Johns Hopkins Match Day 2019


On Friday, March 15, medical students from Johns Hopkins and across the country will celebrate Match Day and find out where they will train next year

The wait is almost over for students who will soon graduate from the Johns Hopkins University School of Medicine: At noon on Friday, March 15, they will come together and open the envelopes that let them know where they will spend the next chapter of their lives as they train for careers in the medical field of their choosing.

The annual Match Day event is a rite of passage for graduating medical students- who will advance to a three- to seven-year residency program, getting hands-on experience in a specific discipline.

Johns Hopkins’ annual Match Day celebration will take place on the second floor of the Anne and Mike Armstrong Medical Education Building at 1600 McElderry St. in Baltimore, Maryland. The students, along with family members, friends and mentors, will gather at 11 a.m. for a brief program leading up to the big moment at noon, when students will learn which hospital and specialty program have accepted them for a residency. At that moment, students from medical schools across the United States will be doing the very same thing.

Before Match Day, students complete lengthy paperwork and on-site interviews with hospitals, then provide a ranked list of their top choices. Hospitals submit a similar list of openings, preferred students, and specialty or generalist preferences. Each applicant is matched via computer algorithm to the hospital residency program that is highest on the applicant’s list and has offered the applicant a position. Johns Hopkins students are often matched with their first- or second-choice sites.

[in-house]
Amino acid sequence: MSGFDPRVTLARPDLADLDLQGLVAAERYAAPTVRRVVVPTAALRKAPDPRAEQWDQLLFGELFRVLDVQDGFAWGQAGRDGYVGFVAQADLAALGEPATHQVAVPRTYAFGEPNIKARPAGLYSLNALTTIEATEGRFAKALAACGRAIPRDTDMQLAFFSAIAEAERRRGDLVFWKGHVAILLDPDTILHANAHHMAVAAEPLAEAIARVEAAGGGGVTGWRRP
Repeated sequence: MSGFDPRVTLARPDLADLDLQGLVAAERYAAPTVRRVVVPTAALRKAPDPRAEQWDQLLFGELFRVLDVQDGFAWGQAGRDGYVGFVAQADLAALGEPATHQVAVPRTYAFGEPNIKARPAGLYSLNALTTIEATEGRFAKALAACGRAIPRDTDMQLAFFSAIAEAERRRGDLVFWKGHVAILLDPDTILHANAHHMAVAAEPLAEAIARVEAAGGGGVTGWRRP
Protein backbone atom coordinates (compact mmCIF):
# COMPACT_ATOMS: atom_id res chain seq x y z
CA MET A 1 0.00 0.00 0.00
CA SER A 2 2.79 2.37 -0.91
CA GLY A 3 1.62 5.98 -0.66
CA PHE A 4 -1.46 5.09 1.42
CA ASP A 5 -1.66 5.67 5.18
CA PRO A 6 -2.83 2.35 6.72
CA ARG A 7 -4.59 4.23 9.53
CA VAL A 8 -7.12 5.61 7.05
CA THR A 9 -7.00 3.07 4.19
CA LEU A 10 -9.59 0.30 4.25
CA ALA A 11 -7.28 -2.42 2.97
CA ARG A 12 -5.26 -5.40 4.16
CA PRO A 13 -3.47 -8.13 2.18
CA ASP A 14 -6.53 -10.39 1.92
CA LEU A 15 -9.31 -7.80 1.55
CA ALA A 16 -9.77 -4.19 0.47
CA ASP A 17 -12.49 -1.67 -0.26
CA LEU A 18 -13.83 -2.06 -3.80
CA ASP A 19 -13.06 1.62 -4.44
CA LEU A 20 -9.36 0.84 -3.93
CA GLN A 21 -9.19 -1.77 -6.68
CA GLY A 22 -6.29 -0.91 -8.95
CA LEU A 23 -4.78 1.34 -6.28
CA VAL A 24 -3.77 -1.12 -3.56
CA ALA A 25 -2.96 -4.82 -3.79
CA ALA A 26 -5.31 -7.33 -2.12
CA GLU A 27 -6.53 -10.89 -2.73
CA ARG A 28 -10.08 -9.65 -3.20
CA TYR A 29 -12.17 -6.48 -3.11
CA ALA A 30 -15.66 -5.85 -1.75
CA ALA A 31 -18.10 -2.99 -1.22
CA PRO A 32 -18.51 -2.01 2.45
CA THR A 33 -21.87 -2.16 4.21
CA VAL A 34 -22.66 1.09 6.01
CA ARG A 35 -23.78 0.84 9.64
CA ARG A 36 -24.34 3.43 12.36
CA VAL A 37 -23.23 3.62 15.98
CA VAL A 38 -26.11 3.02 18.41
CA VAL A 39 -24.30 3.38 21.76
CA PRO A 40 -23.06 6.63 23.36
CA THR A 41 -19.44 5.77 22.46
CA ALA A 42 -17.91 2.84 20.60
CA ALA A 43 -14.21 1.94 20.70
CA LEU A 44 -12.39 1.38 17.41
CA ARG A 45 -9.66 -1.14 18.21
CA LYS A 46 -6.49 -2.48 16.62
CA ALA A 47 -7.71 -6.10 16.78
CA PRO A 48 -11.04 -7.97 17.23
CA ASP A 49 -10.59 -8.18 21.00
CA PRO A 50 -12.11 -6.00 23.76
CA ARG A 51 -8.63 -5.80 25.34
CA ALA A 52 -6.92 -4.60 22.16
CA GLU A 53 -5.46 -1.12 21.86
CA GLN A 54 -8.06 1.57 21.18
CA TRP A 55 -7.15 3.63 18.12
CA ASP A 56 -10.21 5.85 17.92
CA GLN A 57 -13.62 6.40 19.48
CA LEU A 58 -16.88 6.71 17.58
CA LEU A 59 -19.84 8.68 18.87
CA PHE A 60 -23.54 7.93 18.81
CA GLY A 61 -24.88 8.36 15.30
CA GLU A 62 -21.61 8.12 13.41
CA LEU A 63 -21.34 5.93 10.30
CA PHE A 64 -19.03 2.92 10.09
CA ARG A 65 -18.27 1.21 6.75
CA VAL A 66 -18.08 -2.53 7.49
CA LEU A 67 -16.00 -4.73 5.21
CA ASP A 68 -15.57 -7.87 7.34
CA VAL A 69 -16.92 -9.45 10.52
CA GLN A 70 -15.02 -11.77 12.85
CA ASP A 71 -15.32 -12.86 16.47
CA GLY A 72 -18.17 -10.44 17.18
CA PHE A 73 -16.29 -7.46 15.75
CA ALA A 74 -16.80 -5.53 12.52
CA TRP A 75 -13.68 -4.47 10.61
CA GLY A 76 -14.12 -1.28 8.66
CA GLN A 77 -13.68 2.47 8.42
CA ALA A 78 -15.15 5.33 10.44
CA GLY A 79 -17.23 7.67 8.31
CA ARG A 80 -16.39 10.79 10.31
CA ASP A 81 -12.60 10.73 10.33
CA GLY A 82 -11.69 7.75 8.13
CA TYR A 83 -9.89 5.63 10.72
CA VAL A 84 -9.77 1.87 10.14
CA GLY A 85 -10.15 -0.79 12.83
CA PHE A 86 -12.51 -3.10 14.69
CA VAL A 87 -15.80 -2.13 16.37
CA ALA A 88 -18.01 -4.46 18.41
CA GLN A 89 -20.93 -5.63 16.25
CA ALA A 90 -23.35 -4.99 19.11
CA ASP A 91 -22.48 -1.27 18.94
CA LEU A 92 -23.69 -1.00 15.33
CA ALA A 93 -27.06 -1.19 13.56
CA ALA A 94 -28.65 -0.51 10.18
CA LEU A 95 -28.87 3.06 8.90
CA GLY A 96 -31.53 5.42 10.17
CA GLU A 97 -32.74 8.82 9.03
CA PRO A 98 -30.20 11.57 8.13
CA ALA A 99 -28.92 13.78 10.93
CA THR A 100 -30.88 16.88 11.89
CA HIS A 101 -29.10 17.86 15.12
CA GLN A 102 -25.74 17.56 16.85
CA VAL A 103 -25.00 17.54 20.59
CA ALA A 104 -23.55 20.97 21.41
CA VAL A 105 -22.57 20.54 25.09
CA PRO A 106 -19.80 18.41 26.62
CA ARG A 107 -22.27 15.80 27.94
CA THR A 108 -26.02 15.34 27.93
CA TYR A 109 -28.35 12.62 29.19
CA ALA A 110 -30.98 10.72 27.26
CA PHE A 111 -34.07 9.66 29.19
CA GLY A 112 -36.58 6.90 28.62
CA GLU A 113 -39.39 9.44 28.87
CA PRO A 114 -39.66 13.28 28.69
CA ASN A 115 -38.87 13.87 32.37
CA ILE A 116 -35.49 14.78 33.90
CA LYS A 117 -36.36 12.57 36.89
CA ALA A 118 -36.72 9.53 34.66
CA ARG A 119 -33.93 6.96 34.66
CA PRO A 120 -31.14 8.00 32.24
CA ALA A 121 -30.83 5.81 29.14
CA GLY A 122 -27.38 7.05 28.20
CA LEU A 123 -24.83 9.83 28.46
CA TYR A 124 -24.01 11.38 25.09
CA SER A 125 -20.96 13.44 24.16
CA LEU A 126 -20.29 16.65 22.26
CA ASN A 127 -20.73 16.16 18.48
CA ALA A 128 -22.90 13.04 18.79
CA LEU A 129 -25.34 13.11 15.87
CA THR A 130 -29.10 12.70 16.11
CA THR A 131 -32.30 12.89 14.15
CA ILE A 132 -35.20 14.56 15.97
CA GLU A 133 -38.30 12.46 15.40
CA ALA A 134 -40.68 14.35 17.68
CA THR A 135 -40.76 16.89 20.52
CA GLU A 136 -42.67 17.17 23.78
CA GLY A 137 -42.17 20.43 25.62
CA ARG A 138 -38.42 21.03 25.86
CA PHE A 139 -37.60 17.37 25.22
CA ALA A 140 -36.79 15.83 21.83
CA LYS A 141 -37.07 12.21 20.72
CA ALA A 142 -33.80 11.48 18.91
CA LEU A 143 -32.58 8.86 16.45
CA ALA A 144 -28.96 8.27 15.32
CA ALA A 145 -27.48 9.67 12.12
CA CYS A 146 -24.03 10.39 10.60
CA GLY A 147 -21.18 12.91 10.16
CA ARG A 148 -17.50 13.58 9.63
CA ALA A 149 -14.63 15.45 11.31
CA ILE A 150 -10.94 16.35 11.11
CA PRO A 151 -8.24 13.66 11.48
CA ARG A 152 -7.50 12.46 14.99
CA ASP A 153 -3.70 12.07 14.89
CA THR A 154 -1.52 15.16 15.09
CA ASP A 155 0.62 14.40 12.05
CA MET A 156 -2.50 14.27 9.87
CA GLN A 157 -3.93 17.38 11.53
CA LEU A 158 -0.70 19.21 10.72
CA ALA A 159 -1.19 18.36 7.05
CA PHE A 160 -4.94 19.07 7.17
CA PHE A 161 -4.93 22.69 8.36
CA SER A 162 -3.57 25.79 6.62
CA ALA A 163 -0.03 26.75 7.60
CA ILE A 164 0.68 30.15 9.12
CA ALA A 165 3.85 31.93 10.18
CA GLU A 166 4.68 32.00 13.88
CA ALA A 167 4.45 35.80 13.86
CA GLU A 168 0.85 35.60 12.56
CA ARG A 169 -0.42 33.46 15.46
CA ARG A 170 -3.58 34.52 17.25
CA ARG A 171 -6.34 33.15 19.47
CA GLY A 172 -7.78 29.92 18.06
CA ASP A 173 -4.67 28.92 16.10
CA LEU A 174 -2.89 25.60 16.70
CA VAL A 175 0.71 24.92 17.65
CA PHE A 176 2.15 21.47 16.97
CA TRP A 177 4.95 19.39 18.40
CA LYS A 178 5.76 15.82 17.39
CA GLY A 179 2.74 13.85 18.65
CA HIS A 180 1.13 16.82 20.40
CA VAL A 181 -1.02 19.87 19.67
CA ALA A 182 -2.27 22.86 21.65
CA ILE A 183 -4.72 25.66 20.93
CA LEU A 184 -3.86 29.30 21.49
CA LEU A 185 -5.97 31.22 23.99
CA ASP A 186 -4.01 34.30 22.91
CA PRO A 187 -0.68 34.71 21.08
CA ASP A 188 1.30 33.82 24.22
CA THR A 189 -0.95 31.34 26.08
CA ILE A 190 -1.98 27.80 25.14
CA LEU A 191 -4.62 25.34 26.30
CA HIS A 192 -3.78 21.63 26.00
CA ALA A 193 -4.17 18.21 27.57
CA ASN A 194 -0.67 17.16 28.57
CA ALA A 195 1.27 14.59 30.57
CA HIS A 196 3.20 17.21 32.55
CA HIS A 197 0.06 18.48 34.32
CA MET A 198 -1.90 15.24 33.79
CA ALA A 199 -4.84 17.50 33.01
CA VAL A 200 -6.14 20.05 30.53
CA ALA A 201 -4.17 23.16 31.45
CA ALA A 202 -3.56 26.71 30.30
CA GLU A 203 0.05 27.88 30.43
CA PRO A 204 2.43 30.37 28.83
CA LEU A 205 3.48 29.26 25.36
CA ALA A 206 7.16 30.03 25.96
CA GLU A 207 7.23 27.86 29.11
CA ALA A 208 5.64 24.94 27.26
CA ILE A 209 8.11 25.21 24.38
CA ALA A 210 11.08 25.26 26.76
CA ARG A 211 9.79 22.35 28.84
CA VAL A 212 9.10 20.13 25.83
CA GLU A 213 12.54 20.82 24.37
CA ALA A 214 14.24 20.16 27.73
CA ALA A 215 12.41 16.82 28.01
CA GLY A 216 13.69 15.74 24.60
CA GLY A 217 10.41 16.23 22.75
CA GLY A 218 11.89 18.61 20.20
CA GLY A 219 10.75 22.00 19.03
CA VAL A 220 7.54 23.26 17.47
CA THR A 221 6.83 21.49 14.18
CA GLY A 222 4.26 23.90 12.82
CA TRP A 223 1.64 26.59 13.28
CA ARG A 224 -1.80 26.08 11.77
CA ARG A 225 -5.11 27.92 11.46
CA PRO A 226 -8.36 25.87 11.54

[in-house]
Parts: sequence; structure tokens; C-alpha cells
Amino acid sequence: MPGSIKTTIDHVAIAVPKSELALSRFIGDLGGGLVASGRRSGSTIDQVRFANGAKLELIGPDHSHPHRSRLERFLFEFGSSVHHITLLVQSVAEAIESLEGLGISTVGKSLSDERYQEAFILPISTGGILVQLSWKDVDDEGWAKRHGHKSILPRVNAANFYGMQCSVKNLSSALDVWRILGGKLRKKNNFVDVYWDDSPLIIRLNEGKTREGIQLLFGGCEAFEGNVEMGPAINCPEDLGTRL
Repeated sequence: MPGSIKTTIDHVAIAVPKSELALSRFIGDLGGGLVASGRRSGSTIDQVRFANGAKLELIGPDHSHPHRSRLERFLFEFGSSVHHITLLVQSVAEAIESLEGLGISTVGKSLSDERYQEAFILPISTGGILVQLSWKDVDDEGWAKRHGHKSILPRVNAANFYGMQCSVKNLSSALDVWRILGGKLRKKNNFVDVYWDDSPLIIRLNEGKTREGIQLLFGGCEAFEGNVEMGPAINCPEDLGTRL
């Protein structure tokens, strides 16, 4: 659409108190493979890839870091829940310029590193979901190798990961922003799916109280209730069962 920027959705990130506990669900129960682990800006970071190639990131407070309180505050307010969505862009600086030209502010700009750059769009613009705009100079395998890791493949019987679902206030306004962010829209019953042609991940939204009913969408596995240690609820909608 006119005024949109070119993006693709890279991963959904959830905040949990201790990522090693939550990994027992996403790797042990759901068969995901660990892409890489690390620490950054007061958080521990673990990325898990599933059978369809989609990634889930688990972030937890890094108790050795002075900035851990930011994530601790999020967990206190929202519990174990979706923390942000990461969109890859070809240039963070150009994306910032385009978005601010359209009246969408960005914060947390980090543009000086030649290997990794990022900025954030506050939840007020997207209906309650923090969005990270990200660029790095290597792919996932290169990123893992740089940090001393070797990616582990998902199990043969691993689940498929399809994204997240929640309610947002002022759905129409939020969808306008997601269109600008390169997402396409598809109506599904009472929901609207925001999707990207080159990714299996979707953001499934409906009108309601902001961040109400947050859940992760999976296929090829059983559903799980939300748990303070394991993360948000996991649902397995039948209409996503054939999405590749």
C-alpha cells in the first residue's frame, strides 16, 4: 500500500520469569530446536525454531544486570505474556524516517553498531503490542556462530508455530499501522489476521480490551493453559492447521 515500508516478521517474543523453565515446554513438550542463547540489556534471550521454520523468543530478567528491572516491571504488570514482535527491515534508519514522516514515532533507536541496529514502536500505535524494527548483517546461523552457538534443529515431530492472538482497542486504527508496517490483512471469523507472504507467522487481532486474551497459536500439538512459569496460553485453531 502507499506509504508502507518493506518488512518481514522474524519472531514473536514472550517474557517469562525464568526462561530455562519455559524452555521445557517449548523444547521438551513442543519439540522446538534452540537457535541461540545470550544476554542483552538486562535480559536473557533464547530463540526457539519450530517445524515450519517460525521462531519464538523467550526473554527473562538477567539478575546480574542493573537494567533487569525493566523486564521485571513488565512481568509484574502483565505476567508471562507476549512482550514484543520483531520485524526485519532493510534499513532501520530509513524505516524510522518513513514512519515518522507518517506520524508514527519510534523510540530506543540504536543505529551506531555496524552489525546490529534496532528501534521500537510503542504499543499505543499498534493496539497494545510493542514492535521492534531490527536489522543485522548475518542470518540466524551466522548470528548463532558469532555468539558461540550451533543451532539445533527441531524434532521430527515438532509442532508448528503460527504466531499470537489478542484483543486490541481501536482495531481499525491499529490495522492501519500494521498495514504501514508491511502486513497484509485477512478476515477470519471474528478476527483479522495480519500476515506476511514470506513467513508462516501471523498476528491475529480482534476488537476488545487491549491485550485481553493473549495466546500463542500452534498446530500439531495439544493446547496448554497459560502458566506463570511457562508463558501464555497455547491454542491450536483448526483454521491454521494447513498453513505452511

Couples who want to go to the same city can have their applications linked. They are matched based on the location they ranked highest and where each was offered a residency at a local hospital.

The National Resident Matching Program was started in 1952 to match the top choices of both residency programs and medical students. The program calls its method the “algorithm of happiness.”

Members of the media interested in covering the event should contact Waun’Shae Blount ( for information including where to park, or to contact with students.

Read more about our 2019 students.